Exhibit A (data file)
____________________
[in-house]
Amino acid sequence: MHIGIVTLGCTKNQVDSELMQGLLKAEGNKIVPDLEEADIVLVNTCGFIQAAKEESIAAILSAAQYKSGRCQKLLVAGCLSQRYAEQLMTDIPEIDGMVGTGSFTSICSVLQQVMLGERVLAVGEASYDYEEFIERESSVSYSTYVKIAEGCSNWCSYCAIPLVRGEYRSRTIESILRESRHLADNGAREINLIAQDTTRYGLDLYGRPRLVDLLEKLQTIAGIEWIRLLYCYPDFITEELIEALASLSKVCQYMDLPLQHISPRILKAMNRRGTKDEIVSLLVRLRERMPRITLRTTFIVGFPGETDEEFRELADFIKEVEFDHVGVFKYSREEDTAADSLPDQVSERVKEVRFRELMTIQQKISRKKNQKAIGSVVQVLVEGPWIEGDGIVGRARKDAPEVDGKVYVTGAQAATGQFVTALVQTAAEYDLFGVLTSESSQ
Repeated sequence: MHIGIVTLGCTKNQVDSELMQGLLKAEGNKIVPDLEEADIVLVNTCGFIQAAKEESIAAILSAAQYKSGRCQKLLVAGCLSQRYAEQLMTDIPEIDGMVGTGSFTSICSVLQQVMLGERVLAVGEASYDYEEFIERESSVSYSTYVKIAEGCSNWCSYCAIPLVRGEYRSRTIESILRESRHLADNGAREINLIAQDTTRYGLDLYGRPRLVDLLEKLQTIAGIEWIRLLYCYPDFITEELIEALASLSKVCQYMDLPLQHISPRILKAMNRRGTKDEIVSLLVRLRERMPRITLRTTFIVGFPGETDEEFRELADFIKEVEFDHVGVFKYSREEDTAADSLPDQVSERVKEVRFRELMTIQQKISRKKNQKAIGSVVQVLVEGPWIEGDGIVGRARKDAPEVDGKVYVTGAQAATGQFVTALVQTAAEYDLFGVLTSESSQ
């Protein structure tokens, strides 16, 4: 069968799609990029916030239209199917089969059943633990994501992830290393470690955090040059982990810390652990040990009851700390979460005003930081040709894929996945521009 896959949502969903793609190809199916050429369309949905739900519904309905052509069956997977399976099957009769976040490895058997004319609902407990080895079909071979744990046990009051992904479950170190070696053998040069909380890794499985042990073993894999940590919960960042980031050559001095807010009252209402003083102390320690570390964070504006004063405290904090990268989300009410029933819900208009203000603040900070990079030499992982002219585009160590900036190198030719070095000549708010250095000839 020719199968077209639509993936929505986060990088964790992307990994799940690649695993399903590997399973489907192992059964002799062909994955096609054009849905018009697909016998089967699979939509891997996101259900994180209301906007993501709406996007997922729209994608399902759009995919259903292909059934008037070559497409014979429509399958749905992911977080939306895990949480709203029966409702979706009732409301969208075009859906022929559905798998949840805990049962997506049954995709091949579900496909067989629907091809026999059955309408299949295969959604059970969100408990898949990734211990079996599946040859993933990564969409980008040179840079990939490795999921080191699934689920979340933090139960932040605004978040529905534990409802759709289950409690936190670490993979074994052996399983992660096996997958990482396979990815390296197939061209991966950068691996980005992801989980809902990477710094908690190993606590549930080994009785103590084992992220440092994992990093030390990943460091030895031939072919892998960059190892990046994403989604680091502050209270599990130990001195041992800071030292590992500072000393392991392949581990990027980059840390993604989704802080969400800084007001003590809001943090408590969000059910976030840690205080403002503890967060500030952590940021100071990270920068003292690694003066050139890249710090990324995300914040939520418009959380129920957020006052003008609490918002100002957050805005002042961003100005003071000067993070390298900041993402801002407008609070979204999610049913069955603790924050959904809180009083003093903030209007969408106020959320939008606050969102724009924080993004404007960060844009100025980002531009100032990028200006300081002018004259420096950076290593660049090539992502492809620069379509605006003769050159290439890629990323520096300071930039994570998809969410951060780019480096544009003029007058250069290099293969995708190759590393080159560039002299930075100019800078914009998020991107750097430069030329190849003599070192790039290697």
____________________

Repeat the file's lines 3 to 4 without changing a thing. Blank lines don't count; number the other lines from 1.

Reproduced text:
Repeated sequence: MHIGIVTLGCTKNQVDSELMQGLLKAEGNKIVPDLEEADIVLVNTCGFIQAAKEESIAAILSAAQYKSGRCQKLLVAGCLSQRYAEQLMTDIPEIDGMVGTGSFTSICSVLQQVMLGERVLAVGEASYDYEEFIERESSVSYSTYVKIAEGCSNWCSYCAIPLVRGEYRSRTIESILRESRHLADNGAREINLIAQDTTRYGLDLYGRPRLVDLLEKLQTIAGIEWIRLLYCYPDFITEELIEALASLSKVCQYMDLPLQHISPRILKAMNRRGTKDEIVSLLVRLRERMPRITLRTTFIVGFPGETDEEFRELADFIKEVEFDHVGVFKYSREEDTAADSLPDQVSERVKEVRFRELMTIQQKISRKKNQKAIGSVVQVLVEGPWIEGDGIVGRARKDAPEVDGKVYVTGAQAATGQFVTALVQTAAEYDLFGVLTSESSQ
């Protein structure tokens, strides 16, 4: 069968799609990029916030239209199917089969059943633990994501992830290393470690955090040059982990810390652990040990009851700390979460005003930081040709894929996945521009 896959949502969903793609190809199916050429369309949905739900519904309905052509069956997977399976099957009769976040490895058997004319609902407990080895079909071979744990046990009051992904479950170190070696053998040069909380890794499985042990073993894999940590919960960042980031050559001095807010009252209402003083102390320690570390964070504006004063405290904090990268989300009410029933819900208009203000603040900070990079030499992982002219585009160590900036190198030719070095000549708010250095000839 020719199968077209639509993936929505986060990088964790992307990994799940690649695993399903590997399973489907192992059964002799062909994955096609054009849905018009697909016998089967699979939509891997996101259900994180209301906007993501709406996007997922729209994608399902759009995919259903292909059934008037070559497409014979429509399958749905992911977080939306895990949480709203029966409702979706009732409301969208075009859906022929559905798998949840805990049962997506049954995709091949579900496909067989629907091809026999059955309408299949295969959604059970969100408990898949990734211990079996599946040859993933990564969409980008040179840079990939490795999921080191699934689920979340933090139960932040605004978040529905534990409802759709289950409690936190670490993979074994052996399983992660096996997958990482396979990815390296197939061209991966950068691996980005992801989980809902990477710094908690190993606590549930080994009785103590084992992220440092994992990093030390990943460091030895031939072919892998960059190892990046994403989604680091502050209270599990130990001195041992800071030292590992500072000393392991392949581990990027980059840390993604989704802080969400800084007001003590809001943090408590969000059910976030840690205080403002503890967060500030952590940021100071990270920068003292690694003066050139890249710090990324995300914040939520418009959380129920957020006052003008609490918002100002957050805005002042961003100005003071000067993070390298900041993402801002407008609070979204999610049913069955603790924050959904809180009083003093903030209007969408106020959320939008606050969102724009924080993004404007960060844009100025980002531009100032990028200006300081002018004259420096950076290593660049090539992502492809620069379509605006003769050159290439890629990323520096300071930039994570998809969410951060780019480096544009003029007058250069290099293969995708190759590393080159560039002299930075100019800078914009998020991107750097430069030329190849003599070192790039290697």